• Join over 1.2 million students every month
  • Accelerate your learning by 29%
  • Unlimited access from just £6.99 per month

We are going to set up the diagram above and measure the resistance across the wire by measuring the current and voltage then working out the resistance using R=V/I.

Extracts from this document...

Introduction

Wires Coursework for GCSE.

Area P-Planning

image39.pngimage46.pngimage20.pngimage28.pngimage10.pngimage16.pngimage00.pngimage01.png

image50.pngimage03.pngimage51.pngimage02.png

image04.pngimage04.png

image05.pngimage06.pngimage05.pngimage07.png

image11.pngimage09.pngimage08.png

We are going to set up the diagram above and measure the resistance across the wire by measuring the current and voltage then working out the resistance using R=V/I.  The variables that will change are the resistance setting on the protective resistor and the cross sectional area of the wire-we will change the thickness of the wire and see how the resistance is affected.  When the protective resistance is changed the current and voltage will change but the resistance should remain the same.  The thicker the wire, the less resistance.

        I think the things that might affect the resistance of the wire are the area, the number of items (eg bulbs), the brightness or power needed to operate

...read more.

Middle

image13.pngimage13.pngimage13.pngimage18.pngimage15.png

image21.pngimage13.pngimage13.png

 I would expect a graph to look like this:

image27.pngimage26.pngimage25.pngimage24.pngimage23.pngimage22.pngimage29.png


Area O- Obtaining results

Wire

Diameter (mm)

Cross sectional area (mm)

Voltage (V)

...read more.

Conclusion

        In my prediction, I predicted that as the resistance went up, the area went down, and this was true so my prediction was correct.

This pattern is really quite logical.  The larger the wire, the more charge can pass through.  I know already that the larger the item (in this case the wire) the smaller the resistance.image45.pngimage38.pngimage40.pngimage47.pngimage41.pngimage48.pngimage38.pngimage48.pngimage40.pngimage48.pngimage43.pngimage44.pngimage49.pngimage42.pngimage45.pngimage45.png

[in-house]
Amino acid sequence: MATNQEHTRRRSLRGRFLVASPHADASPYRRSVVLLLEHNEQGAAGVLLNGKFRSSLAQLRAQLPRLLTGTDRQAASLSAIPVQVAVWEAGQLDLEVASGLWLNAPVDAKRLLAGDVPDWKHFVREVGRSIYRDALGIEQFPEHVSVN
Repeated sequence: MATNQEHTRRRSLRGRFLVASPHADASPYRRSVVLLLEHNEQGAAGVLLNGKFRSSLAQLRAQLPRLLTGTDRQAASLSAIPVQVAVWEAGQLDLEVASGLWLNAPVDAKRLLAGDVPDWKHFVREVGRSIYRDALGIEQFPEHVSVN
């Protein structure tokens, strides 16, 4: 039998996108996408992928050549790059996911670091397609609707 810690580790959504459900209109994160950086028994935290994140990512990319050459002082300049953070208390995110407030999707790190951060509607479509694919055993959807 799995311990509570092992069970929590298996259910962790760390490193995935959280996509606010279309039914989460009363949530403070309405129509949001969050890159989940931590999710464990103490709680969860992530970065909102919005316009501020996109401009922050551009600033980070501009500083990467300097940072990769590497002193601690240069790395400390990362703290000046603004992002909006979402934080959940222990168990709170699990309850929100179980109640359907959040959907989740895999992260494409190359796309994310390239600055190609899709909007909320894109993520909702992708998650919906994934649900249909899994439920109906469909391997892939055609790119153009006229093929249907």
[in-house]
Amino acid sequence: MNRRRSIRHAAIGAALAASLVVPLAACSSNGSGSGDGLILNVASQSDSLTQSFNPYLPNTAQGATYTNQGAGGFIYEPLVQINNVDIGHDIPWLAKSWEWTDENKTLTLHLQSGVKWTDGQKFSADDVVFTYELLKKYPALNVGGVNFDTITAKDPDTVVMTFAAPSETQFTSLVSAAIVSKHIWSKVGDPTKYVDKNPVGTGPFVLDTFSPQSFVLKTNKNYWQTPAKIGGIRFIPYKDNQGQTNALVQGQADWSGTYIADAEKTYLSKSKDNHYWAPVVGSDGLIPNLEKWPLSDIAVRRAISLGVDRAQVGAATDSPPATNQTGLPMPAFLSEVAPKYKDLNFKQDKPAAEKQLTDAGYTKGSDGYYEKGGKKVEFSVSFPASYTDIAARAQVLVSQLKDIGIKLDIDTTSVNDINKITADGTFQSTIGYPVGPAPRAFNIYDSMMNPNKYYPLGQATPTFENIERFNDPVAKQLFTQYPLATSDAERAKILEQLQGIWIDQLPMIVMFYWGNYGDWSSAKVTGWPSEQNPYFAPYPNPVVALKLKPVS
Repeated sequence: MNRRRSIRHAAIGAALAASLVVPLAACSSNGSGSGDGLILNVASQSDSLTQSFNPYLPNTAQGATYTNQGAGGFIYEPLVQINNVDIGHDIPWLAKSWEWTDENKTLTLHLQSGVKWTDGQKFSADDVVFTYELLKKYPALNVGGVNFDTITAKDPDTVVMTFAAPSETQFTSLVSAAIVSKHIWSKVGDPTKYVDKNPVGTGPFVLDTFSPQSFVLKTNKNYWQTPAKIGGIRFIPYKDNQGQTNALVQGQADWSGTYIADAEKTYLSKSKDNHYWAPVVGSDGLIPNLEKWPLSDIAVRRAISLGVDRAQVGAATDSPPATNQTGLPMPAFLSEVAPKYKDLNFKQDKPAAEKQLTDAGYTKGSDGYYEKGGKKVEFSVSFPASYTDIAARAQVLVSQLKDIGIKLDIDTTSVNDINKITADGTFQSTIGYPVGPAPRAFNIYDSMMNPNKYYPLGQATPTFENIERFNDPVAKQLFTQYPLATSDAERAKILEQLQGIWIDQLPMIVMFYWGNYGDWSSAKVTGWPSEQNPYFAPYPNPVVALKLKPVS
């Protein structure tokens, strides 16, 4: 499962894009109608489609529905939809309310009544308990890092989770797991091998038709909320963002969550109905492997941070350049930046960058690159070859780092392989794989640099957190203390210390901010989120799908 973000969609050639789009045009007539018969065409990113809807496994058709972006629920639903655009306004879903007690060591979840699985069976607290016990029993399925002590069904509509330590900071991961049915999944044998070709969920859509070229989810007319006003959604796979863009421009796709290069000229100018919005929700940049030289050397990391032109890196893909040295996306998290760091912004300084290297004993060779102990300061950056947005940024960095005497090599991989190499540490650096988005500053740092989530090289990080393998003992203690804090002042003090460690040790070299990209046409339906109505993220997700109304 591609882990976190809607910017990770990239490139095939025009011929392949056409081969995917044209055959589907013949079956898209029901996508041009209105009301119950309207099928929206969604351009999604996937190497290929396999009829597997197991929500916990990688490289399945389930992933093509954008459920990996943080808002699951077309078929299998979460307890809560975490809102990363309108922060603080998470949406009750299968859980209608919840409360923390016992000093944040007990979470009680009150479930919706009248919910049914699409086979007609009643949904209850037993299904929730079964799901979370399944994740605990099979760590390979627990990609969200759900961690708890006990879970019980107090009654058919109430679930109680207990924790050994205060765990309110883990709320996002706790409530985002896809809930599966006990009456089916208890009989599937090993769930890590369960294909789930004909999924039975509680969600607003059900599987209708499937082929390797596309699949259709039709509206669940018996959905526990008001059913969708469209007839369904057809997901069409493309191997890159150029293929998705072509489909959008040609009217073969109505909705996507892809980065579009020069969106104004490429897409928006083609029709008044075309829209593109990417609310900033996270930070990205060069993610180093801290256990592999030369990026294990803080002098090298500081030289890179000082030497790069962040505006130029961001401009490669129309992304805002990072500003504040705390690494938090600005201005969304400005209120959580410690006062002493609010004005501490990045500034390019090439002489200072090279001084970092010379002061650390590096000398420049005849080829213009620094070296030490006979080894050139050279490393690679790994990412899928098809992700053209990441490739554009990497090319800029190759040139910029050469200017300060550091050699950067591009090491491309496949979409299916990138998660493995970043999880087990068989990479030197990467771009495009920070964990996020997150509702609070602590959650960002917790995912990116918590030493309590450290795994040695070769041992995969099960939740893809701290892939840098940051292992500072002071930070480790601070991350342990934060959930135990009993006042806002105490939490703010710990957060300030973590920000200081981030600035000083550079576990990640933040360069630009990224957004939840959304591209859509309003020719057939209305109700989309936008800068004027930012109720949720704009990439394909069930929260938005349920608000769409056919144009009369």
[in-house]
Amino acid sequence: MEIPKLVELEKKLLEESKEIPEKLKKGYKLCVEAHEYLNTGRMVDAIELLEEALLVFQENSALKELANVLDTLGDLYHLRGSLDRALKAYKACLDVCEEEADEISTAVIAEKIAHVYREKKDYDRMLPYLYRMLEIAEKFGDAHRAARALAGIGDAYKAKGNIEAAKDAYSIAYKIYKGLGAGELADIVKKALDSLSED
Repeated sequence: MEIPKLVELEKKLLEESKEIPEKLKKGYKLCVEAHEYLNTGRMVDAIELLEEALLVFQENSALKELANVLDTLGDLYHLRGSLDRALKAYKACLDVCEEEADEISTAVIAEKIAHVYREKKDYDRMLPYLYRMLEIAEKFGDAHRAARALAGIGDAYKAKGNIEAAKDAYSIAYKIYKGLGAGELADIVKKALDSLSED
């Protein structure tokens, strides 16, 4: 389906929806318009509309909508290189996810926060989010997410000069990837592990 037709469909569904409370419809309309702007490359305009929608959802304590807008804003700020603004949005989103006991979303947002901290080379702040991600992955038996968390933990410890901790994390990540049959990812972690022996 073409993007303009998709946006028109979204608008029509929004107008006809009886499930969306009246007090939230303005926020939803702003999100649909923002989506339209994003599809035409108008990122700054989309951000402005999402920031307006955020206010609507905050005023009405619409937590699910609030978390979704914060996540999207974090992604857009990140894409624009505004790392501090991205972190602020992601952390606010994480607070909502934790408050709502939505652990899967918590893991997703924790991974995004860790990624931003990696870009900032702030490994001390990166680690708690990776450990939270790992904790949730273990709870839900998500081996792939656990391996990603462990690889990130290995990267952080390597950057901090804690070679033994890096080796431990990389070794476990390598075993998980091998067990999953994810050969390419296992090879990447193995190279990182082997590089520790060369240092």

So, therefore:

Resistance   is inversely proportional to  Area

Or:

Resistance  is   proportional to   1/Area


Area E- Evaluation

It was fairly easy to make a conclusion, since every part of our experiment was made accurate and precise.  Therefore, the graph showed a clear line of best fit, into which most of the data fitted.

...read more.

This student written piece of work is one of many that can be found in our GCSE Electricity and Magnetism section.

Found what you're looking for?

  • Start learning 29% faster today
  • 150,000+ documents available
  • Just £6.99 a month

Not the one? Search for your essay title...
  • Join over 1.2 million students every month
  • Accelerate your learning by 29%
  • Unlimited access from just £6.99 per month

See related essaysSee related essays

Related GCSE Electricity and Magnetism essays

  1. Investigate the resistance of different wires and how at different lengths the voltage increases ...

    fell outside the line of best fit as they would have suffered the affects of the heating affect but My tertiary set of data (Focus Educational Software) was 100% accurate. There were no anomalous results, I think this is because the software was done really accurately as they had the right equipment to prevent the heating affect.

  2. relationship between voltage and current

    two ends of a wire-the negatively charged electrons will flow toward the positively charged end of the wire, creating electric current. Direct current (DC) is the flow of electricity in one direction. Alternating current (AC) intermittently reverses direction because of the way it is generated.

  1. Length vs Resistance

    by the ammeter being read wrongly since the current value in the first table for 40cm with the power pack set to 2V, was much lower than the other values. So I had to test the two other thicknesses of wire, 0.25 mm and 0.31 mm with the results in the table below.

  2. Determining Voltage, Resistance and Current in a Parallel, Series and Series-Parallel Circuit.

    3.80 = 7.70 ? Power Supply Voltage = 6.12V Voltage of Bulb 1 = 3.00V Voltage of Bulb 2 = 2.95V ? Total Voltage of the Bulbs = 3.00 + 2.95 = 5.95V Calculating the Current of Bulb 1 and bulb 2 Using Ohm?s Law, given V = I x

  • Over 160,000 pieces
    of student written work
  • Annotated by
    experienced teachers
  • Ideas and feedback to
    improve your own work